several areas exceed benchmarks. Two areas that were particularly interesting
are the strong spit in worker’s feelings of accomplishment and goals, and the lack
of consistency between reward and salary. Where some 81% felt rewarded, an
inconsistency lies with 64% not feeling the same with respect to present
salary.

 

According to Randstad (n.d.), “Top employer attributes that
job seekers value most are salary and employee benefits, long-term job
security, and a pleasant working atmosphere.” While some employees indicate insufficient
salaries, survey analysis suggests that morale levels can be uplifted with
minimal cost of employee development and ($25) gift card incentives. It’s believed
that these actions will positively affect other areas and ease the focus on
wages by some employees. By cross training and the introduction of new roles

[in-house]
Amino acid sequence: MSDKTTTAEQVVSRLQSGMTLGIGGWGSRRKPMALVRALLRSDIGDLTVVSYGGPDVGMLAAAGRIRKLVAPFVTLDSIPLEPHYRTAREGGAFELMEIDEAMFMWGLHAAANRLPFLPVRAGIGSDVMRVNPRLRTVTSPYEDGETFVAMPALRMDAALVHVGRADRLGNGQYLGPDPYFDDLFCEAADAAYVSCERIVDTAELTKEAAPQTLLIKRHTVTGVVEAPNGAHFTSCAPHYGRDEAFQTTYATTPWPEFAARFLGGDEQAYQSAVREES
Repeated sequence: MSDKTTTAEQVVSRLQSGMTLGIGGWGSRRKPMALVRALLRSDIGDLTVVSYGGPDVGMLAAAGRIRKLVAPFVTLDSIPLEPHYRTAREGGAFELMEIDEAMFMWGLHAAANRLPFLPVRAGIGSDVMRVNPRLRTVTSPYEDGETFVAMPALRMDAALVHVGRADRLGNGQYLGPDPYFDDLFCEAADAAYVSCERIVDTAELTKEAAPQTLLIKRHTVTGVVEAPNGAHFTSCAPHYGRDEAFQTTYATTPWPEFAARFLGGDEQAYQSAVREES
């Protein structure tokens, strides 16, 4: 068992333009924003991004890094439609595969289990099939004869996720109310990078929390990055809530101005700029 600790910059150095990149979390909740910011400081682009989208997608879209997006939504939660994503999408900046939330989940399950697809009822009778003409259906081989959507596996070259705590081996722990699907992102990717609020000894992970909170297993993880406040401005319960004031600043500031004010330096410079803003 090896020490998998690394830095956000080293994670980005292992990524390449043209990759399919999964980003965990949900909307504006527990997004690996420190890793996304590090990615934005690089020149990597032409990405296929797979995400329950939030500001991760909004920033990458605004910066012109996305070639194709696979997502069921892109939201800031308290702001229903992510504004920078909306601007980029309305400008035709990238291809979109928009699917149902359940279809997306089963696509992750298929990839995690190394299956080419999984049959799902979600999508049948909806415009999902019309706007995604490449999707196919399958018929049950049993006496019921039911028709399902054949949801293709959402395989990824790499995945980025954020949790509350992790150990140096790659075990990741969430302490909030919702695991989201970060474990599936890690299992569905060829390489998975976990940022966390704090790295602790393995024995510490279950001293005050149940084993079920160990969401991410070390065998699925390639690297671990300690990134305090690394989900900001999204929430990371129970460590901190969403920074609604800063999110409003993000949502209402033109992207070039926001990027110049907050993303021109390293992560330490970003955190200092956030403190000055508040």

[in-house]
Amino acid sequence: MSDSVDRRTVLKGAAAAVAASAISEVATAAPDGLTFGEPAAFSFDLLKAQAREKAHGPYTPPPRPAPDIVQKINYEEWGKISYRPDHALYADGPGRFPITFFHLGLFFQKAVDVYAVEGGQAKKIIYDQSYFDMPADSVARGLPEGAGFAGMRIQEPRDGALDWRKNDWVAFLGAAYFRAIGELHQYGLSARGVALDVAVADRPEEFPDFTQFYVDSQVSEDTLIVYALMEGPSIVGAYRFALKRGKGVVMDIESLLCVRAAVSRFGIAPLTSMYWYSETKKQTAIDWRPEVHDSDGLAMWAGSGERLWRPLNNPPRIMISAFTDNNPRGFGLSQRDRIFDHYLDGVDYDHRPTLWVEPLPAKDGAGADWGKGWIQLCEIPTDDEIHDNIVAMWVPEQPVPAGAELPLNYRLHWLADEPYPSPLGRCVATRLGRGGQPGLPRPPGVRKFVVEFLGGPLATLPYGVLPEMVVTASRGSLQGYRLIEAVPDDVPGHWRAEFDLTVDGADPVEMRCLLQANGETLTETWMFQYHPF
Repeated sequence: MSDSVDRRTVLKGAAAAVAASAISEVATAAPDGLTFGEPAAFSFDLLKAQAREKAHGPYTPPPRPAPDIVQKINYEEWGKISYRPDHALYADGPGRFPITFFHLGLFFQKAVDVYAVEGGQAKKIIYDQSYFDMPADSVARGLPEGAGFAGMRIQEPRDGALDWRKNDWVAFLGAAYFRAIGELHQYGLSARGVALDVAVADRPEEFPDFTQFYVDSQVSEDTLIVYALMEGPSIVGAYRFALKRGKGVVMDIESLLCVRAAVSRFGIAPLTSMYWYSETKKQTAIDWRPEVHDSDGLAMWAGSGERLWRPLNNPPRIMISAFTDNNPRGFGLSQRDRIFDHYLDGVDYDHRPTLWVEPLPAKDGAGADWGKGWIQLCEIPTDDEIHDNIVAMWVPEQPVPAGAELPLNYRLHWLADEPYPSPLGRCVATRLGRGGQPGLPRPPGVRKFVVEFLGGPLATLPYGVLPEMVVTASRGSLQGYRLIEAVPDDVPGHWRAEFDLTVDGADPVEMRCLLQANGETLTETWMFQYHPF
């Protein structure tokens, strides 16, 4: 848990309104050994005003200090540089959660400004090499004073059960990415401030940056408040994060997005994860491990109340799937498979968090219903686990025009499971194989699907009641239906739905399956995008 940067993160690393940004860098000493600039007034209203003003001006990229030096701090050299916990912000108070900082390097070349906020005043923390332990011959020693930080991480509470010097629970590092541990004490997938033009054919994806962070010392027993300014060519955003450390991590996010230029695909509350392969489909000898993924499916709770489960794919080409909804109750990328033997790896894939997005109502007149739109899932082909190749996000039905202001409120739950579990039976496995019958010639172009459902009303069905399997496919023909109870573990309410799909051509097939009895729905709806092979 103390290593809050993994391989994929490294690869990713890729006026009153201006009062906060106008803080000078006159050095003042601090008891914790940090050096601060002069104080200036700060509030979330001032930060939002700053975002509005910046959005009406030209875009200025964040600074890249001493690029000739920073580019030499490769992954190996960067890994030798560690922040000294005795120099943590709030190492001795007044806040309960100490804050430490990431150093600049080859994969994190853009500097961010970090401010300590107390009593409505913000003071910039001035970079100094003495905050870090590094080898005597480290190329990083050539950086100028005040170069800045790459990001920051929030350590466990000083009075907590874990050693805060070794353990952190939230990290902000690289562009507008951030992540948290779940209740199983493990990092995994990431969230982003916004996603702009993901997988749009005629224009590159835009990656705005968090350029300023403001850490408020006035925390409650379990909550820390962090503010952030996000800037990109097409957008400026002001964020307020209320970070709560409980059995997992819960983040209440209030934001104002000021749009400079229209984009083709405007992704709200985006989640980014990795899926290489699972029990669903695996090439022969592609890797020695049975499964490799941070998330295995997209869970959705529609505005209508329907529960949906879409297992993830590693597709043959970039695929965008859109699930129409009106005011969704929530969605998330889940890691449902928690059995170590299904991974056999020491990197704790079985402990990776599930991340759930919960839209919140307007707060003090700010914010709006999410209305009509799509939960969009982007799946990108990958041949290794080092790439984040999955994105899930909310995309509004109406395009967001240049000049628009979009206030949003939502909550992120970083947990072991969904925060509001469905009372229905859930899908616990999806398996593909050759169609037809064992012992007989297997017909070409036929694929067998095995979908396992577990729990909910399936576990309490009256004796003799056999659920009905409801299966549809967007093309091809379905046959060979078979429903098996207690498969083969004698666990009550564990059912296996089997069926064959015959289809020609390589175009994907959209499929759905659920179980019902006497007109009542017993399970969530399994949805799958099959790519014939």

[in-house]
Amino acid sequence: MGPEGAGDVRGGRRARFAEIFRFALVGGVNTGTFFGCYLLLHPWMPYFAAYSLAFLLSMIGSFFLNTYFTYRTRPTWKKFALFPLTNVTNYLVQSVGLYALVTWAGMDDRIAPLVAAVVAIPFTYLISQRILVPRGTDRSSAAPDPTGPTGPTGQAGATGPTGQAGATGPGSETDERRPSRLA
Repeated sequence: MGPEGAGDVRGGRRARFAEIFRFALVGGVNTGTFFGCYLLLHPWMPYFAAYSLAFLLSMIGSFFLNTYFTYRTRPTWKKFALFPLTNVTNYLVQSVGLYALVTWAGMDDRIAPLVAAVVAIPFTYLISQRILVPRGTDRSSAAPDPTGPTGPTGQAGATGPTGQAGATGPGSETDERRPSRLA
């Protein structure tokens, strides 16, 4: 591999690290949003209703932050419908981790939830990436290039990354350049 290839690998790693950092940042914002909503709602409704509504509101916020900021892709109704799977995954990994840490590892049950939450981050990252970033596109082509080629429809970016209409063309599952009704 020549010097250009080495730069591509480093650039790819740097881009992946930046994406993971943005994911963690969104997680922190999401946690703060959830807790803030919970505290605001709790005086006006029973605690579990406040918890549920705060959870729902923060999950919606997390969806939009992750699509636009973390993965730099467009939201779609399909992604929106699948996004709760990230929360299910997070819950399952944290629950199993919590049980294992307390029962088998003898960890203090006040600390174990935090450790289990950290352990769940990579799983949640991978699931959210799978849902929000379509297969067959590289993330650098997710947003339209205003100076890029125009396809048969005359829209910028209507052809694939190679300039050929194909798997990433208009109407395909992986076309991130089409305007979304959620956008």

and tasks, employees may see a better future within the company and satisfy
their desire for meaningfulness (Clutch,
n.d., p. 5). One way of achieving this is through employee development.

 

Methodology

Herzberg’s motivation-hygiene
theory (1961) was the framework for the categorical data, and Randstad’s
(n.d.), salary, job security, work atmosphere as the benchmark (For survey
questions, see page 5).  I gathered
ideas, preformed researched, constructed a survey gathering categorical data to
identify and quantify contributors factors of low employee morale at
Doors and Moor.

Motivation
Factors:

Hygiene
Factors:

Achievement

Work
Conditions

Recognition

Salary

The
work itself

Status

Responsibility

Security

Advancement
Salary

 

Growth

 

 

 

 

Herzberg’s
motivation-hygiene theory (1961) main factors are motivators and hygiene.

Scope and limitations

Doors and Moor provided statistics; time
constraint allotment was two weeks. Additionally, as surveys are generally
brief, this report is not all-inclusive with respect to areas that affect
morale. 

·       Primary
data for this study was collected from participants that were asked to respond
to a series of questions using a five-point scale—from strongly disagree to
strongly agree.

·       This